Ireland will not wear symbol of solidarity in support of Gareth Thomas following homophobic attack
The Irish rugby team will not be wearing a symbol of solidarity for Gareth Thomas when they are back in action this weekend against the USA.
France took a gallant lead when the French Rugby Federation announced that it will wear rainbow laces in Saturday's match against Fiji in Paris as a sign of support for the former Wales captain who was the victim of a homophobic assault in Cardiff last week.
But when asked if Joe Schmidt’s army will follow suit, the IRFU said doing so would be unfair to other groups who make similar requests.
“As it would be impossible to assist with all requests, we decline the wearing of any emblem, armband, or shoelace (etc) for any one cause, as to do so would be unfair to the many worthy causes that approach us with similar requests,” a spokesperson said.
"Unfortunately, there remains a number of societal issues that are yet to be eradicated, and we receive similar requests from organisations, across a range of issues, each year."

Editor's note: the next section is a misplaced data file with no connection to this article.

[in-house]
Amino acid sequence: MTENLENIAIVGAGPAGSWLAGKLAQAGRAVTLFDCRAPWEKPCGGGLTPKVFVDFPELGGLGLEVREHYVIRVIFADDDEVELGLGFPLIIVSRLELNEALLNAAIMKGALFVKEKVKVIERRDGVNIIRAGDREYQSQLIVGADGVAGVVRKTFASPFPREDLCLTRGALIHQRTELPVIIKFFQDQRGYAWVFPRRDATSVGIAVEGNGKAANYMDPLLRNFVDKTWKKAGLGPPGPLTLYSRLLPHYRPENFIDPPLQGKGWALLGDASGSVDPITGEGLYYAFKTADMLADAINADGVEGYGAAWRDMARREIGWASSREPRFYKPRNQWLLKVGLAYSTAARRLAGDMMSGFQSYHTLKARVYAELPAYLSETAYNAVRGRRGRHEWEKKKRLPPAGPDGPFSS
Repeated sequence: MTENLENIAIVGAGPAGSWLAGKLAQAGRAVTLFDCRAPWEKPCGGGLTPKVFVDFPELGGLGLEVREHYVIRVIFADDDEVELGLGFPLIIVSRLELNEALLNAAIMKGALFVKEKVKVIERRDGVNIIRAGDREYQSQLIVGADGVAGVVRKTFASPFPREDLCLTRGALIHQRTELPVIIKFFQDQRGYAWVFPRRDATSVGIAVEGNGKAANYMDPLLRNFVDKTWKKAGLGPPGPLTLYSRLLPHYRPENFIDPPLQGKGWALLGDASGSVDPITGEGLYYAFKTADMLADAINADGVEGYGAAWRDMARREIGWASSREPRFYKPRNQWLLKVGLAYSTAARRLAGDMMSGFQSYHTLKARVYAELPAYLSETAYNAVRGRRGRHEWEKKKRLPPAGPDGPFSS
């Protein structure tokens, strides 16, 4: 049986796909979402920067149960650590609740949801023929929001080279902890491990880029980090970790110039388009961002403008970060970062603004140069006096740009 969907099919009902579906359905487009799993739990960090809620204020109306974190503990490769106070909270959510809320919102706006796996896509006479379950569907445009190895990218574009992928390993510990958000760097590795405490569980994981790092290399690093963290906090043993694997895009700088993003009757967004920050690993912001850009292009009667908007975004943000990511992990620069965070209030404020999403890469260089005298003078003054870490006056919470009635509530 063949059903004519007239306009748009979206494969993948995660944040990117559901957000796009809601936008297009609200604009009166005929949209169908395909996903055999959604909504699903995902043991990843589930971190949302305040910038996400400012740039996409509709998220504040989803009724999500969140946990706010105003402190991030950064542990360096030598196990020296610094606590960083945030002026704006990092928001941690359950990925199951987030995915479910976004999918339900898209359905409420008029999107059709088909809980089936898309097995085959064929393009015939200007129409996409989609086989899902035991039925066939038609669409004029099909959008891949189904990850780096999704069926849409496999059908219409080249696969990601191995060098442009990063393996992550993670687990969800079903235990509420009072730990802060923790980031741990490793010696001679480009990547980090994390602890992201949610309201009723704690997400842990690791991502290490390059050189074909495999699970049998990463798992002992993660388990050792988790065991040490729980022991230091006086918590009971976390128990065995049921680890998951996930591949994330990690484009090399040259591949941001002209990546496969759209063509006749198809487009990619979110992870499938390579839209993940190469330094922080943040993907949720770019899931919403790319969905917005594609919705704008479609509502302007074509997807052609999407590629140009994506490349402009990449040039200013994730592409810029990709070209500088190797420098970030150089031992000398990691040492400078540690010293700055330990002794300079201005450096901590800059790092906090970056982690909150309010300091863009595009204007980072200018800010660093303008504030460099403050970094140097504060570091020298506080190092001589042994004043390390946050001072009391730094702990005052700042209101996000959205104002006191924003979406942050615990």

However, the IRFU said it will share any messages of support that International Gay Rugby (IGR) post on social media.
“The values of rugby are of paramount importance, and we try to ensure that those involved in our games, our clubs and indeed those who attend our matches, observe these at all times.
“We have confirmed that we are happy to share messaging on this issue from IGR, across our widely followed digital platforms.
“As part of our Spirit of Rugby programmes we try to ensure that our values of respect and inclusivity are shared, supported and observed. Through this programme we build a welcoming and safe environment for all those involved in our game.
“Our digital team will keep an eye out for IGR messaging and support it where possible,” said the spokesperson.
On Sunday, IGR stated that it stands “shoulder to shoulder” with Gareth Thomas in condemning the homophobic attack he was subjected to.
“To us Gareth is a hero, one of the few brave enough in men’s rugby to stand up and be open about who he is,” said IGR Chair Ben Owen.
“But it shouldn’t be that way, it shouldn’t take bravery to be who you are or to go out for a few pints to celebrate your team winning.
“Hate crimes have no place in 21st century Britain and have no place in our sport, on or off the pitch.
“Luckily the actions of these sick few are not representative of the many in the rugby community.”